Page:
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Today's Stichomancy for Monica Potter

The first excerpt represents the element of Air. It speaks of mental influences and the process of thought, and is drawn from The Man that Corrupted Hadleyburg by Mark Twain:

congratulations, and the late hours, the doctor said. The town was sincerely distressed; for these old people were about all it had left to be proud of, now.

Two days later the news was worse. The old couple were delirious, and were doing strange things. By witness of the nurses, Richards had exhibited cheques--for $8,500? No--for an amazing sum--$38,500! What could be the explanation of this gigantic piece of luck?

The following day the nurses had more news--and wonderful. They had concluded to hide the cheques, lest harm come to them; but when they searched they were gone from under the patient's pillow--vanished away. The patient said:


The Man that Corrupted Hadleyburg
The second excerpt represents the element of Fire. It speaks of emotional influences and base passions, and is drawn from The Dunwich Horror by H. P. Lovecraft:

the looked-for terror did not appear. Whatever was down there in the glen was biding its time, and Armitage told his colleagues it would be suicidal to try to attack it in the dark. Morning came wanly, and the night-sounds ceased. It was a grey, bleak day, with now and then a drizzle of rain; and heavier and heavier clouds seemed to be piling themselves up beyond the hills to the north-west. The men from Arkham were undecided what to do. Seeking shelter from the increasing rainfall beneath one of the few undestroyed Frye outbuildings, they debated the wisdom of waiting, or of taking the aggressive and going down into the glen in quest of their


The Dunwich Horror
The third excerpt represents the element of Water. It speaks of pure spiritual influences and feelings of love, and is drawn from The Psychology of Revolution by Gustave le Bon:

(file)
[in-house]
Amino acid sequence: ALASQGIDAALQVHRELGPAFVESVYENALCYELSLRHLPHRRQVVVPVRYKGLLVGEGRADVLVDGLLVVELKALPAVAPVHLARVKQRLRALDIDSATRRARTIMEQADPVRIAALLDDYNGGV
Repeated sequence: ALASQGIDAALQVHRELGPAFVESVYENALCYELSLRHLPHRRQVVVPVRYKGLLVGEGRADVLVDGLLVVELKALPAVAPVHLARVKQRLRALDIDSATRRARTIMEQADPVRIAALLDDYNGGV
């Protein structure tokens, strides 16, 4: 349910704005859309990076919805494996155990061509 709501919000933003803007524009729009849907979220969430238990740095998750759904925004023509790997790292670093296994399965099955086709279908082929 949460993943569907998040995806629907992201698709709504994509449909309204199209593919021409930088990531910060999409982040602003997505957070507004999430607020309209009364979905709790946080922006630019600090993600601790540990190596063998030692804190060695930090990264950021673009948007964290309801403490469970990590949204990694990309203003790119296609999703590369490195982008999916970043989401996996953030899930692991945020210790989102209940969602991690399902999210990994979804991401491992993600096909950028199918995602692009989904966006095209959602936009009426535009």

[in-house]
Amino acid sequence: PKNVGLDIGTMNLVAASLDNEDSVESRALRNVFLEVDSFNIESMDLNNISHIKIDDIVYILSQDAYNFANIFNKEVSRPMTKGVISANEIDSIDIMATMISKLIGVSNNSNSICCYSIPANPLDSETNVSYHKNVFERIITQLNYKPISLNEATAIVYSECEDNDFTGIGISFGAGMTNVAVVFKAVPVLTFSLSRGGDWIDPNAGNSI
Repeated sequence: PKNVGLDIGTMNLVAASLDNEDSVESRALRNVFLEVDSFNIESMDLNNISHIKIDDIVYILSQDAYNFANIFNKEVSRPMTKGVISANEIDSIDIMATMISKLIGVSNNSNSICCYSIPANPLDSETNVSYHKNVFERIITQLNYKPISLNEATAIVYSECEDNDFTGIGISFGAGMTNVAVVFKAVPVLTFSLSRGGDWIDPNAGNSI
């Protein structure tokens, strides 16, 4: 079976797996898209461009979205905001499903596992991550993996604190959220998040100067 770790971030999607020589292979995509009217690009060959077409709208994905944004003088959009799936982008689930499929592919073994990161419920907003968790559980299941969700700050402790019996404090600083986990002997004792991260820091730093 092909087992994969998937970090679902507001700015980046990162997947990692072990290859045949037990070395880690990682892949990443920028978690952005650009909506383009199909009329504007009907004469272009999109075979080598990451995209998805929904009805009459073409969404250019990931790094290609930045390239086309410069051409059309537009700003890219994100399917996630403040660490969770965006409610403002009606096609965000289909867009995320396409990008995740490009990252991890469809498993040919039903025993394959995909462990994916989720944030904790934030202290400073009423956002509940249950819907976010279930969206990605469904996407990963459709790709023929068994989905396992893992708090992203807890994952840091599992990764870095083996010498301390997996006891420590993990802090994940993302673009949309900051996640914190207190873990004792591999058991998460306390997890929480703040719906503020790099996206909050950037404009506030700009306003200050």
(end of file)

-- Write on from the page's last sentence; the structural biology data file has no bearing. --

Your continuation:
for the intervention of the people in these struggles. It intervened more and more, and the bourgeois revolution rapidly became a popular revolution.

An idea having no force of its own, and acting only by virtue of possessing an affective and mystic substratum which supports it, the theoretical ideas of the bourgeoisie, before they could act on the people, had to be transformed into a new and very definite faith, springing from obvious practical interests.

This transformation was rapidly effected when the people heard the men envisaged by it as the Government assuring it that it was the equal of its former masters. It began to regard itself as a

The fourth excerpt represents the element of Earth. It speaks of physical influences and the impact of the unseen on the visible world, and is drawn from Gettysburg Address by Abraham Lincoln:

dedicated to the proposition that all men are created equal.

Now we are engaged in a great civil war. . .testing whether that nation, or any nation so conceived and so dedicated. . . can long endure. We are met on a great battlefield of that war.

We have come to dedicate a portion of that field as a final resting place for those who here gave their lives that this nation might live. It is altogether fitting and proper that we should do this.

But, in a larger sense, we cannot dedicate. . .we cannot consecrate. . . we cannot hallow this ground. The brave men, living and dead, who struggled here have consecrated it, far above our poor power to add or detract. The world will little note, nor long remember,